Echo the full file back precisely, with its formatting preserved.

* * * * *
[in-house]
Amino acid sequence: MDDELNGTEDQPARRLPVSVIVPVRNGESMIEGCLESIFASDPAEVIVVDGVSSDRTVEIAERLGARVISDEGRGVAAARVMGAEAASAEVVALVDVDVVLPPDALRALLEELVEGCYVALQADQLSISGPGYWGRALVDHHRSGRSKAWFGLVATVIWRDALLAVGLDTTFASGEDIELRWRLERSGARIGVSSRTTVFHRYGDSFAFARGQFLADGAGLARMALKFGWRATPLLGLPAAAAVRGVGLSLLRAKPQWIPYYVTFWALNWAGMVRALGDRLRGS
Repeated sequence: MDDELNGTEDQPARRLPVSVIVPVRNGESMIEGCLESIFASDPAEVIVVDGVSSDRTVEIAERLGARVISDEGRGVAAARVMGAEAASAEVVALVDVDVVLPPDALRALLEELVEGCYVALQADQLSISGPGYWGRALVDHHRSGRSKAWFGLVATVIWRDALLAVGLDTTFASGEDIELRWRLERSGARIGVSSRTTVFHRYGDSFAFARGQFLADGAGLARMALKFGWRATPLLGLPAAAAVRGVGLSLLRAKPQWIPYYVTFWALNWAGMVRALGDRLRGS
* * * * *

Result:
[in-house]
Amino acid sequence: MDDELNGTEDQPARRLPVSVIVPVRNGESMIEGCLESIFASDPAEVIVVDGVSSDRTVEIAERLGARVISDEGRGVAAARVMGAEAASAEVVALVDVDVVLPPDALRALLEELVEGCYVALQADQLSISGPGYWGRALVDHHRSGRSKAWFGLVATVIWRDALLAVGLDTTFASGEDIELRWRLERSGARIGVSSRTTVFHRYGDSFAFARGQFLADGAGLARMALKFGWRATPLLGLPAAAAVRGVGLSLLRAKPQWIPYYVTFWALNWAGMVRALGDRLRGS
Repeated sequence: MDDELNGTEDQPARRLPVSVIVPVRNGESMIEGCLESIFASDPAEVIVVDGVSSDRTVEIAERLGARVISDEGRGVAAARVMGAEAASAEVVALVDVDVVLPPDALRALLEELVEGCYVALQADQLSISGPGYWGRALVDHHRSGRSKAWFGLVATVIWRDALLAVGLDTTFASGEDIELRWRLERSGARIGVSSRTTVFHRYGDSFAFARGQFLADGAGLARMALKFGWRATPLLGLPAAAAVRGVGLSLLRAKPQWIPYYVTFWALNWAGMVRALGDRLRGS